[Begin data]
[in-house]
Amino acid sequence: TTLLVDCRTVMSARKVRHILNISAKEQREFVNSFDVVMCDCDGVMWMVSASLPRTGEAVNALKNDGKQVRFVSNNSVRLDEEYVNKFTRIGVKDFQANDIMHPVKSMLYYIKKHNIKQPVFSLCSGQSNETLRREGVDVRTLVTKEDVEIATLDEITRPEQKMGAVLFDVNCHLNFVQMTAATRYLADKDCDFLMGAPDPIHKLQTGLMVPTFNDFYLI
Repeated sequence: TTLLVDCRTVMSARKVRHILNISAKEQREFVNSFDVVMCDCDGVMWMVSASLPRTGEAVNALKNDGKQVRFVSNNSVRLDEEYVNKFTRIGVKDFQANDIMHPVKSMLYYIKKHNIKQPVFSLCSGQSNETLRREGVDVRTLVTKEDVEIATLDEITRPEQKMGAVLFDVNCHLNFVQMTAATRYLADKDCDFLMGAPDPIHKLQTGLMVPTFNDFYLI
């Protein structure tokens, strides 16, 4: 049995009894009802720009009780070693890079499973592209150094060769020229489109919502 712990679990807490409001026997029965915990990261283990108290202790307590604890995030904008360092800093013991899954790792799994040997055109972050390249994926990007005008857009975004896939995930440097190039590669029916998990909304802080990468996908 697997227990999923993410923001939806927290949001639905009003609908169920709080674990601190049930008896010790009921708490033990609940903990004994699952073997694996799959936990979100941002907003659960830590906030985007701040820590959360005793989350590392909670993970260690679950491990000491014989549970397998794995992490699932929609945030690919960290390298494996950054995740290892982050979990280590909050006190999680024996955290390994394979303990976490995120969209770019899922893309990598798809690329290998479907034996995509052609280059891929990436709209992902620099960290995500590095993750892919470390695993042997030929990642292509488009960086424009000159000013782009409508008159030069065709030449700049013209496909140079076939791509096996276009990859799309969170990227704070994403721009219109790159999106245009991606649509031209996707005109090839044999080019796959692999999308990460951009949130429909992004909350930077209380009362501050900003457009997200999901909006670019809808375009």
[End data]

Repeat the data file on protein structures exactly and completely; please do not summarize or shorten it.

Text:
[in-house]
Amino acid sequence: TTLLVDCRTVMSARKVRHILNISAKEQREFVNSFDVVMCDCDGVMWMVSASLPRTGEAVNALKNDGKQVRFVSNNSVRLDEEYVNKFTRIGVKDFQANDIMHPVKSMLYYIKKHNIKQPVFSLCSGQSNETLRREGVDVRTLVTKEDVEIATLDEITRPEQKMGAVLFDVNCHLNFVQMTAATRYLADKDCDFLMGAPDPIHKLQTGLMVPTFNDFYLI
Repeated sequence: TTLLVDCRTVMSARKVRHILNISAKEQREFVNSFDVVMCDCDGVMWMVSASLPRTGEAVNALKNDGKQVRFVSNNSVRLDEEYVNKFTRIGVKDFQANDIMHPVKSMLYYIKKHNIKQPVFSLCSGQSNETLRREGVDVRTLVTKEDVEIATLDEITRPEQKMGAVLFDVNCHLNFVQMTAATRYLADKDCDFLMGAPDPIHKLQTGLMVPTFNDFYLI
């Protein structure tokens, strides 16, 4: 049995009894009802720009009780070693890079499973592209150094060769020229489109919502 712990679990807490409001026997029965915990990261283990108290202790307590604890995030904008360092800093013991899954790792799994040997055109972050390249994926990007005008857009975004896939995930440097190039590669029916998990909304802080990468996908 697997227990999923993410923001939806927290949001639905009003609908169920709080674990601190049930008896010790009921708490033990609940903990004994699952073997694996799959936990979100941002907003659960830590906030985007701040820590959360005793989350590392909670993970260690679950491990000491014989549970397998794995992490699932929609945030690919960290390298494996950054995740290892982050979990280590909050006190999680024996955290390994394979303990976490995120969209770019899922893309990598798809690329290998479907034996995509052609280059891929990436709209992902620099960290995500590095993750892919470390695993042997030929990642292509488009960086424009000159000013782009409508008159030069065709030449700049013209496909140079076939791509096996276009990859799309969170990227704070994403721009219109790159999106245009991606649509031209996707005109090839044999080019796959692999999308990460951009949130429909992004909350930077209380009362501050900003457009997200999901909006670019809808375009």